If you’re like me, and according to some non-specific studies you probably are, then most Likes listed there are places you never visit anymore or you never really visited in the first place. Frankly, Likes are cheap, but that is exactly the point. The effort to use Like is simply click the button that is right next to whatever it is right in front of you. There is no backing up to a search page, no sifting through a list of results. No effort except a mouse move and a button click. Easy.
Requirements for a Usable +1
The idea behind +1 is sound, namely to get your users to help other users say what is useful; what is valuable; what is good. The problem is that doing so falls apart because of a poor workflow. What +1 needs is, frankly, its own button. When Facebook created a Like button that anyone could put on their web page, they understood that making their 'share’ button accessible to users in the moment is the key to it being used.
Consider the grocery store to see this behavior in action. Where do they place the candy and trashy magazines? Right next to the register, right within reach. Sure, there’s a dedicated candy isle for when you really need the big fix (the same as the location of the +1 button in Google search results), but the return on placing the candy right at your fingertips (Facebook Like button) is much higher.
Yes, I’m sure that, if it doesn’t already exist, Google has an embedded version of +1 coming to compete with the Facebook Like button. Twitter and LinkedIn both have one, so why not Google, too? In fact, I would not be surprised if the +1 embedded button exists, but hasn’t been rolled out yet simply because they don’t want to be the forth entry into that space. It will come, but just not yet.
If Google didn’t want to be forth in the list, there are a few things they could have done along side the search result placement of the +1 button. Google has a fantastic web browser in Chrome. Adding a +1 button to the toolbar, right next to the yellow star bookmark button, would have been trivial but infinitely better than +1 in the search results.
But a button in Chrome only gets them about 11% of the worldwide browser share. For the other 89%, they could have done other more invasive, possibly destructive, methods to get +1 in front of user’s mouse pointers. They could have done an annoying +1 hover over that embeds itself on top of the page that loads after search results are clicked. They could have loaded the linked page in a frame with a new toolbar at the top or bottom of the page that included a +1 button. These suggestions are worse than having an ineffectual +1 button as they frustrate users, but they are alternatives that could have made +1 more useful than it is now.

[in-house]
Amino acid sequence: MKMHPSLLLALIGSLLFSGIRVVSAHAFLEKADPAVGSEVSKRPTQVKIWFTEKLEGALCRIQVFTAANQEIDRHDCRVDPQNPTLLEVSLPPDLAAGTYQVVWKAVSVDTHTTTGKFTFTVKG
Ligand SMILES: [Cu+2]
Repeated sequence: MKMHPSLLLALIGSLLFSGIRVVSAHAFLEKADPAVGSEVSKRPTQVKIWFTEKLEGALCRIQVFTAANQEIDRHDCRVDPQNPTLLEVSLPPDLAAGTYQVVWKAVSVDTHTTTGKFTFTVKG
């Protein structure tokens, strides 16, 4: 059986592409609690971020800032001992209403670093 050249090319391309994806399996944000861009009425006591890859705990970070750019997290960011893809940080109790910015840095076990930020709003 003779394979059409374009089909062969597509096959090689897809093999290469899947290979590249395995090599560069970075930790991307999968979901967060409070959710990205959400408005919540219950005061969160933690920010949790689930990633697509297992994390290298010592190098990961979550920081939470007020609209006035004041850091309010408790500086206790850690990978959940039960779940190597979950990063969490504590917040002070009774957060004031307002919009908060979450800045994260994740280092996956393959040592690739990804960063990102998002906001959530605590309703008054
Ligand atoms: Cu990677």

My preferred solution would be to combine +1 with the Instant Preview feature. They have, to the extent that the instant preview and +1 buttons are right next to one another on the page, done this, but Google missed out in making these two work well together. To activate the instant preview, you have to click the magnifying glass button, scan the preview and then move your mouse back to click the +1 button. The problem here is that my eye has been distracted from +1 because I’m now looking at the preview and not the buttons.
Its the same problem as if I clicked the link and went to the linked page, just slightly less difficult because the button is still technically still available. What should have been done was to incorporate the +1 button into the preview itself, say in the ’
Will Google change +1 to make it really useful? Your guess is as good as mine. Google is known for putting out half (or ¾) baked ideas out there to see what works. I actually like this about them; they’re more than willing to fail many times to find that one thing that really works. I wish I could have been the analyst who worked on this project because I feel +1 has potential to be really useful, especially if I could see links my friends, those people in my Google Contact list, have found useful as well. Maybe when (if) Google’s social network finally lands, we’ll see the genius behind +1 that is currently hidden. One can only hope!